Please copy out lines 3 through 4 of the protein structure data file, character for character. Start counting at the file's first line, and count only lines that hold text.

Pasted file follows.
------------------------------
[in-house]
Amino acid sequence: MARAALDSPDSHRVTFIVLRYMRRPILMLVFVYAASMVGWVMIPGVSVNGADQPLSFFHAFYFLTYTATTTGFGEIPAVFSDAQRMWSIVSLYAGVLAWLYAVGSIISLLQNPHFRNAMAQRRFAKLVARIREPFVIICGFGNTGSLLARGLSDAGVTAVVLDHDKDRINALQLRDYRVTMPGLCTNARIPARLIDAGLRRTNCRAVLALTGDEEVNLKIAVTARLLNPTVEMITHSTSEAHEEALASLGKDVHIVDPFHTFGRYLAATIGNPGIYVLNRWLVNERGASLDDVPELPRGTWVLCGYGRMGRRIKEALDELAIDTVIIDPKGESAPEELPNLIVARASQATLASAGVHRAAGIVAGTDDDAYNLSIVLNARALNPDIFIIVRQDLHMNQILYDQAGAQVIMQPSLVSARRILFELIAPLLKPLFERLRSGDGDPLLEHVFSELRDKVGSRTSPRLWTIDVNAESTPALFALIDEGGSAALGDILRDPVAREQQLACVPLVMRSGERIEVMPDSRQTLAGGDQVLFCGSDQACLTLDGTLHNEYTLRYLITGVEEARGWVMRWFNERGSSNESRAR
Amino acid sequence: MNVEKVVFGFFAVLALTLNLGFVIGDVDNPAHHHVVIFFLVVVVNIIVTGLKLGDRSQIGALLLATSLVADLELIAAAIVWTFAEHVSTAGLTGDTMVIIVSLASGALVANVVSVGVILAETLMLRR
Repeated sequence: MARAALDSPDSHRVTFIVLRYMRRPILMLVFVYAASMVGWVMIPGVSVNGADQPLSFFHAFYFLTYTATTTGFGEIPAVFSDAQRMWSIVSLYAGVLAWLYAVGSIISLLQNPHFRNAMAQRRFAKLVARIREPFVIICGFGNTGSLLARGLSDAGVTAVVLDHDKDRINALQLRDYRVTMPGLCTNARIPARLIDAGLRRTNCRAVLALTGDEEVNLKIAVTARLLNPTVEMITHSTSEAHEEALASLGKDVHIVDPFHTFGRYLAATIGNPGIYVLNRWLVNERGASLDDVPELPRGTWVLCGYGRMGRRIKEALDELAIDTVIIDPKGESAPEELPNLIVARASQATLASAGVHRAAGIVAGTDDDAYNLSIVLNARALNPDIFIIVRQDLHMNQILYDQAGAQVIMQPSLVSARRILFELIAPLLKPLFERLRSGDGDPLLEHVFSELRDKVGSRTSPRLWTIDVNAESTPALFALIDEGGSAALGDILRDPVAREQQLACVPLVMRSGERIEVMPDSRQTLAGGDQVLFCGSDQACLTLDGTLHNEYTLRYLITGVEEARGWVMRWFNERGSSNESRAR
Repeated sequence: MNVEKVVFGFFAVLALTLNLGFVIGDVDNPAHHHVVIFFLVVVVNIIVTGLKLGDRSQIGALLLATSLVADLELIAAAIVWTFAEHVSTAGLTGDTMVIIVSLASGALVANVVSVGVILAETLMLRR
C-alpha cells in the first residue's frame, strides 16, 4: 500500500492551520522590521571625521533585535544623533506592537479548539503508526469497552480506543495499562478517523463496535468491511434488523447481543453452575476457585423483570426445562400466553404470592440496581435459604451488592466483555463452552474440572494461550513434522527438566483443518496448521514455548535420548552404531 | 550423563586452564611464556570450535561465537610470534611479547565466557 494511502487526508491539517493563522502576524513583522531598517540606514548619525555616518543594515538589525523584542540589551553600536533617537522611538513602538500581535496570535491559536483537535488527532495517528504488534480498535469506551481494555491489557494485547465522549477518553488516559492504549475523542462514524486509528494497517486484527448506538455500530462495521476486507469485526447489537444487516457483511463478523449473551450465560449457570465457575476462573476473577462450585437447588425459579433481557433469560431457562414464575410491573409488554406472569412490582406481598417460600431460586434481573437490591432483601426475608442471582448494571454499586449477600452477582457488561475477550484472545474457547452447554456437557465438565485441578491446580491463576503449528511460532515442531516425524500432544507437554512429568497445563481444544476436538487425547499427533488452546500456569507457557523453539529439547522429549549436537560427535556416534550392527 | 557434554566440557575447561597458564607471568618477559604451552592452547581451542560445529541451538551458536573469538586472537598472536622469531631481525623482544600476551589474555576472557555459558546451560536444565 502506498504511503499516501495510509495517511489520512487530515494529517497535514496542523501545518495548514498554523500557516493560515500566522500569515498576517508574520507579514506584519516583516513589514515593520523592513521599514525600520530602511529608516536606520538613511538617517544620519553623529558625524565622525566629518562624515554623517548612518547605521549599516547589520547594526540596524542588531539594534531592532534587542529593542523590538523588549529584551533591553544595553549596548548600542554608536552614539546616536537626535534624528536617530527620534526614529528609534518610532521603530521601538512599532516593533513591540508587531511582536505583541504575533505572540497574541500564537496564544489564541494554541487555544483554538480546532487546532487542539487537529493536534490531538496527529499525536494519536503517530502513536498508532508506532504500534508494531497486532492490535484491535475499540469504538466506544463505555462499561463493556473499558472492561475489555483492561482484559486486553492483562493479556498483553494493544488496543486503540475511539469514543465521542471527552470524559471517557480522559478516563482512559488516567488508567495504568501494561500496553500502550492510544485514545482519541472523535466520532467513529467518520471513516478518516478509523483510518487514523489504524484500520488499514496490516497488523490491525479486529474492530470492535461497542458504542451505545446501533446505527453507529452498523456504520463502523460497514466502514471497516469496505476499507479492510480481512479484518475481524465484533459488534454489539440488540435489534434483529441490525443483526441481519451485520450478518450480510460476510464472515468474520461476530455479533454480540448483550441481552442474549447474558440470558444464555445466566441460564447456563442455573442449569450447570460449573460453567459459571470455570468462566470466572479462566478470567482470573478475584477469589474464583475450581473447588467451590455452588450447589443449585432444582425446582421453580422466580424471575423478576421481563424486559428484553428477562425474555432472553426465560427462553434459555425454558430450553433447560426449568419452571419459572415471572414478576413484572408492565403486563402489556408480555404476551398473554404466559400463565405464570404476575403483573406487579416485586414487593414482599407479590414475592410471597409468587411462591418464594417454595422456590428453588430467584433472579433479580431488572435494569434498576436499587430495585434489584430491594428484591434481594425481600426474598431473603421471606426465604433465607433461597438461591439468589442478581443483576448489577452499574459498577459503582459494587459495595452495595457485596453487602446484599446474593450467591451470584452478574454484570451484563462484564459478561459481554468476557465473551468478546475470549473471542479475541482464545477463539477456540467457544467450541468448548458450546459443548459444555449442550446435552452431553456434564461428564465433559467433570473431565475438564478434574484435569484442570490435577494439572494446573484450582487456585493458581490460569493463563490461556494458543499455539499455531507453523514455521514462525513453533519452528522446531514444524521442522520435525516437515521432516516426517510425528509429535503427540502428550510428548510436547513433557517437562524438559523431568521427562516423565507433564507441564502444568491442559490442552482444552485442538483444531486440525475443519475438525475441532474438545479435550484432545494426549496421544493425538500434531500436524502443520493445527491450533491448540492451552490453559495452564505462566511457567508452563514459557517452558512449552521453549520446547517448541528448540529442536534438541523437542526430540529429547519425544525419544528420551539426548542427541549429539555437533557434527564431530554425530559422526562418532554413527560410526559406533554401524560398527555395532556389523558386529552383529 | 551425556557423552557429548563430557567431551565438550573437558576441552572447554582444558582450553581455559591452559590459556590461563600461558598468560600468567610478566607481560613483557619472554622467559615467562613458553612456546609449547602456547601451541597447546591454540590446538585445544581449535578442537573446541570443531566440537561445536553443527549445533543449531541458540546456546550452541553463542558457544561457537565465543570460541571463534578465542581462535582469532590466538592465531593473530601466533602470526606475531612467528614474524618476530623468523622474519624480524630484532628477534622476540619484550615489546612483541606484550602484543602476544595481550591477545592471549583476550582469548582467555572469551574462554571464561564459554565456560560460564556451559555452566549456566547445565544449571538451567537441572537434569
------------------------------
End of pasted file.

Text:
Amino acid sequence: MNVEKVVFGFFAVLALTLNLGFVIGDVDNPAHHHVVIFFLVVVVNIIVTGLKLGDRSQIGALLLATSLVADLELIAAAIVWTFAEHVSTAGLTGDTMVIIVSLASGALVANVVSVGVILAETLMLRR
Repeated sequence: MARAALDSPDSHRVTFIVLRYMRRPILMLVFVYAASMVGWVMIPGVSVNGADQPLSFFHAFYFLTYTATTTGFGEIPAVFSDAQRMWSIVSLYAGVLAWLYAVGSIISLLQNPHFRNAMAQRRFAKLVARIREPFVIICGFGNTGSLLARGLSDAGVTAVVLDHDKDRINALQLRDYRVTMPGLCTNARIPARLIDAGLRRTNCRAVLALTGDEEVNLKIAVTARLLNPTVEMITHSTSEAHEEALASLGKDVHIVDPFHTFGRYLAATIGNPGIYVLNRWLVNERGASLDDVPELPRGTWVLCGYGRMGRRIKEALDELAIDTVIIDPKGESAPEELPNLIVARASQATLASAGVHRAAGIVAGTDDDAYNLSIVLNARALNPDIFIIVRQDLHMNQILYDQAGAQVIMQPSLVSARRILFELIAPLLKPLFERLRSGDGDPLLEHVFSELRDKVGSRTSPRLWTIDVNAESTPALFALIDEGGSAALGDILRDPVAREQQLACVPLVMRSGERIEVMPDSRQTLAGGDQVLFCGSDQACLTLDGTLHNEYTLRYLITGVEEARGWVMRWFNERGSSNESRAR